For much of the Philadelphia Union's existence, the preseason has been as dramatic as any game-winning golazo.
There was figuring out who everyone was before the 2010 expansion season (while they trained out of a public gym). There was Michael Orozco Fiscal arriving at camp in 2011 before soon leaving over a contract dispute. There was losing club icon Sebastien Le Toux (to a bizarre trade) and then-captain Faryd Mondragon (he requested an untimely release) at the start of camp the following year. There was Freddy Adu getting his contract terminated in 2013 and Carlos Valdes getting loaned away just after awkwardly reporting to camp the year after that. There was head coach Jim Curtin going through his first preseason in 2015 and sporting director Earnie Stewart putting his own stamp on things after arriving last year.
But things have been much calmer at the start of 2017. No contract disputes. No unexpected comings or goings. No coaching or front-office shakeups. One very good player left very graciously (Tranquillo Barnetta) and a few other players came in, none big enough to send shockwaves through the league. There doesn't seem to be any locker-room drama. Curtin and Stewart are growing into their jobs and ready to build something.
I guess the best way to describe the 2017 preseason is that it's been, well, boring. But for a franchise that's gone through such tumult in the past, that's a good thing. The big question now is whether this kind of stability can lead to success on the field when the season opens Sunday night in Vancouver.
Perhaps it will. But it may largely depend on these five things:
1. So can this British dude play?
Stewart is known for making unique moves, to try to pluck players from obscurity into stardom, to find good values where others don't know where to look. Meet Jay Simpson, perhaps one of the Union sporting director's most ambitious projects yet.
Before signing with the Union in the offseason, Simpson was playing for a fourth-division team in England and now looks poised to be Philly's opening-day starter at striker. There is another prominent example of an Englishman from lower-tier leagues coming over to MLS and dominating - and Simpson would like to emulate him - but it's hard to know at this point if the new Union forward can carry the goal-scoring load. In Earnie we trust?
2. Is Gooch still Gooch?
First, he was just training with the team just to stay fit. Then, he had a chance to sign. Then, he was a veteran backup. Now, he's getting ready to start at center back, on turf, following a six-hour flight, in his first pro game in two years. What could go wrong?
A lot of people are rightfully skeptical that 34-year-old center back Oguchi Onyewu can be an effective player in MLS and stay healthy after some recent injury issues effectively kept him out of pro soccer for two years. But for those of us who grew into soccer fans watching him, Landon Donovan and DaMarcus Beasley come up through the US national team together, it will still be fun to see a former star player suit up in MLS for the first time. Maybe he's still got it?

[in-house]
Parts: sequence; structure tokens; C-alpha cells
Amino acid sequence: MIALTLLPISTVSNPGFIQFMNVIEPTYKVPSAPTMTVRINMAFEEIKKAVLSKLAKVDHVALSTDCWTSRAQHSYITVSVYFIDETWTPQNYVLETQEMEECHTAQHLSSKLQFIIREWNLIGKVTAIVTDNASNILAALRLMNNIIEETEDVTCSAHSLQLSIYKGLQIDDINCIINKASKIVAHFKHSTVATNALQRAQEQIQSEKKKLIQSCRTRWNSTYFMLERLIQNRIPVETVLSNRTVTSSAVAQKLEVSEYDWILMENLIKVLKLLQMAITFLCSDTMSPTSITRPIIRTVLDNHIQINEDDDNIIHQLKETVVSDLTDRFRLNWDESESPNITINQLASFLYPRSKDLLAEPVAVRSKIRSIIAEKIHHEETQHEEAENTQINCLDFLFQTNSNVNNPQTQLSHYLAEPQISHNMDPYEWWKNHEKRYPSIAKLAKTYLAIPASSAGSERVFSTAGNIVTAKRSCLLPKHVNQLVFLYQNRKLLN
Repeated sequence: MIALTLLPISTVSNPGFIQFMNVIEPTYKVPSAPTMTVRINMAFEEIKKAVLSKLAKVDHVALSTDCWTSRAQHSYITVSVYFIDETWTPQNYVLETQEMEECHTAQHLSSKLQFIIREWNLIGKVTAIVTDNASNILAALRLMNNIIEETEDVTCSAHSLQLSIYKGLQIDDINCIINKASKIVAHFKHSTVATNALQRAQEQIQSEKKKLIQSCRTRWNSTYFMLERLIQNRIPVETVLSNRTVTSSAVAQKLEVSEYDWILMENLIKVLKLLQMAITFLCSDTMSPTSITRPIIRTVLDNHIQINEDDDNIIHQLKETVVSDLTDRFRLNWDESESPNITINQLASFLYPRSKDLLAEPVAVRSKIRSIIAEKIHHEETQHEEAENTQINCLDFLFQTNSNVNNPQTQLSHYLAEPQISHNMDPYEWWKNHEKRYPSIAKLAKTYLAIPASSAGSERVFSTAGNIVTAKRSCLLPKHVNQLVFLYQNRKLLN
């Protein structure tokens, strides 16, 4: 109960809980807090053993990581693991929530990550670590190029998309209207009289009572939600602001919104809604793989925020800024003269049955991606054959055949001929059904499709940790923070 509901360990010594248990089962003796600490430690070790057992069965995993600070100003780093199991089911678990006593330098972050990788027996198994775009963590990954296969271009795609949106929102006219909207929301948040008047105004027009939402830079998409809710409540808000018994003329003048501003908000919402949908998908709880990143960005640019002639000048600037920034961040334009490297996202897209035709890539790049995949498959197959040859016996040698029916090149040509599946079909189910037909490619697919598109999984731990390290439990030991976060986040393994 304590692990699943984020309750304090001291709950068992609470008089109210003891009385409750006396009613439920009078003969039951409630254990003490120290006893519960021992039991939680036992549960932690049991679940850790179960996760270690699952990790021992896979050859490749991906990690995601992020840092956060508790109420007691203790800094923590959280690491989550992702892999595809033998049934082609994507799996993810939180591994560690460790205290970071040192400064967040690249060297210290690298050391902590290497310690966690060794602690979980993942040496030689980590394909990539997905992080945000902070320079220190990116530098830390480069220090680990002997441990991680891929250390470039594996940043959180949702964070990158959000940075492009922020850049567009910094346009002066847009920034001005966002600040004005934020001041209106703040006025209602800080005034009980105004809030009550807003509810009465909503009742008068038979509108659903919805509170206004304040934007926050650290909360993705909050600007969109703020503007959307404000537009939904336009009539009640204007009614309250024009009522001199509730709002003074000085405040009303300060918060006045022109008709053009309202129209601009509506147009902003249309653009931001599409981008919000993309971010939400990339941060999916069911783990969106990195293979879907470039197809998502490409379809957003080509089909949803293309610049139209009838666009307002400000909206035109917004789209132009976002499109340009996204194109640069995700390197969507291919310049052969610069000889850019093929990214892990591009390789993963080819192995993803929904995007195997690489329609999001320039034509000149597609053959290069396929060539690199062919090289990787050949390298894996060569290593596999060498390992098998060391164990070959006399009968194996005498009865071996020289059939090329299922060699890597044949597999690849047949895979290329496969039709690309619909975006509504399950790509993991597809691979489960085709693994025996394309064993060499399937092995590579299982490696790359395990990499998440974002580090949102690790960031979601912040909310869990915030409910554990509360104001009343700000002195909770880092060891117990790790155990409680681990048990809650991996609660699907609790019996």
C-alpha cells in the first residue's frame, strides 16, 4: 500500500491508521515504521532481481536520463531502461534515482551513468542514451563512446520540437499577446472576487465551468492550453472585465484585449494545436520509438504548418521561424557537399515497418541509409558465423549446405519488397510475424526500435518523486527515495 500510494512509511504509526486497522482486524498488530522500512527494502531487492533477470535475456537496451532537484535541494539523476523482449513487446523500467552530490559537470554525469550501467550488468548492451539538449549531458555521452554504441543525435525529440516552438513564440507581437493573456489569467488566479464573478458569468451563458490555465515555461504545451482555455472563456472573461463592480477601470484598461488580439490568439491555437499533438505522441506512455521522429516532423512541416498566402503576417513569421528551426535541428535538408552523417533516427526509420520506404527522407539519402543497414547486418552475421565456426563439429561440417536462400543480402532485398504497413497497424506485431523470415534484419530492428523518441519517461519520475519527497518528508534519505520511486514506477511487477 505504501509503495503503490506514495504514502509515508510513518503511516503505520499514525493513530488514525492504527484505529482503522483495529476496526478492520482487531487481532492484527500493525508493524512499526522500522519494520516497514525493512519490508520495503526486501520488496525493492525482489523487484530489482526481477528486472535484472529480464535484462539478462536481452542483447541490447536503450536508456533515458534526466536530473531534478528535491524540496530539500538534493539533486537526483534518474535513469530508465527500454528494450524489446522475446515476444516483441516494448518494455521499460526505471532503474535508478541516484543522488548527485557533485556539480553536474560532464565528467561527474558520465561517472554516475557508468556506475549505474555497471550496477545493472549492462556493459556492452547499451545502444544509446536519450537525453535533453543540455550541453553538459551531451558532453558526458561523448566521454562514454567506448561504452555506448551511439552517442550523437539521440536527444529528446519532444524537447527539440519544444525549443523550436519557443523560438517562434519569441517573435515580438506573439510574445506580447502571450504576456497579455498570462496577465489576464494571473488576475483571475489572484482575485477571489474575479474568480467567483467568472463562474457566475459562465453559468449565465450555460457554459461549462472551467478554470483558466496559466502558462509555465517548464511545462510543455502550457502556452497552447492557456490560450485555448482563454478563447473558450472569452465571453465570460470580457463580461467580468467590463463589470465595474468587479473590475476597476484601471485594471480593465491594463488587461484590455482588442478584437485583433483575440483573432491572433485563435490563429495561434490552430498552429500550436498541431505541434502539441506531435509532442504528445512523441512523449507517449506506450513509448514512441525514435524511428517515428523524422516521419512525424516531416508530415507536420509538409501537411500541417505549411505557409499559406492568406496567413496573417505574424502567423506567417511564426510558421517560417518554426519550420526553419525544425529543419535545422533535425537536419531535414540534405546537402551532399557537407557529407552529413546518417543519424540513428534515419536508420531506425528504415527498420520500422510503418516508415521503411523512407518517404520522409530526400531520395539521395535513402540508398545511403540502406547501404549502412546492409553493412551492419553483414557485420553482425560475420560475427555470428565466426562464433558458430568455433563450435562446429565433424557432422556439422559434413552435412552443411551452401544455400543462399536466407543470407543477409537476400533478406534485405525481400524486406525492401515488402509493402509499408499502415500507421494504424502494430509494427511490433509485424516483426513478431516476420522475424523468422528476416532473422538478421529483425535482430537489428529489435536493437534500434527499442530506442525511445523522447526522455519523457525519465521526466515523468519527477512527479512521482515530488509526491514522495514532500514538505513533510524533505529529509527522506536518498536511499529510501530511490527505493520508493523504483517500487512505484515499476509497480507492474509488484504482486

3. Will Maurice Edu ever be healthy again?
Looks like Union writers may have another few weeks (or months?) of asking Curtin the same question about Edu's recovery from injury and Curtin giving the same kind of hopeful but sometimes frustrated answer.
I'll go on the record as saying Edu will return to game action in the first couple of months of the season but, after missing the entire 2016 season, one more setback could spell the end of the 30-year-old midfielder's time with the Union. And it would be a shame if we never get to see a midfield triangle of Edu, Haris Medunjanin and Alejandro Bedoya - all guys who have played in a World Cup.
4. Sophomore slumps - is that gonna be a thing?
The play of Keegan Rosenberry and Fabian Herbers was one of the best storylines of the 2016 season with both emerging as top rookies in MLS. They'll be counted on for even more in 2017 but can they keep it up or improve? The same question can even be asked of Andre Blake and Richie Marquez, two other young players coming off their first full seasons as starters? And then there's Joshua Yaro, the third member of last year's vaunted rookie class along with Herbers and Rosenberry, who's recovering from shoulder surgery.
It's a talented young core, to be sure. But Union fans have seen enough promising young players fail to grow into stars or even stick with the team (McInerney, Amobi, Sheanon, Farfan, etc., etc.) to measure their excitement with a dose of caution.
5. Can they take the next step?
This is a vague question but soccer can be hard to quantify too, with teams often dominating games but still finding ways to lose. Too often in the past, the Union have been burned by rough calls, unlucky bounces, late lapses, or injury problems that have forced them to field weaker-than-expected lineups.
This year's team has the kind of depth where it should be able to overcome having key guys out to take more points in tough spots. But do they have the mental fortitude to win games when they don't play well? Or escape with road draws when things don't go their way?
In other words: Can the 2017 Philadelphia Union join the league's elite echelon of teams - or are they destined to remain in the middle of the pack?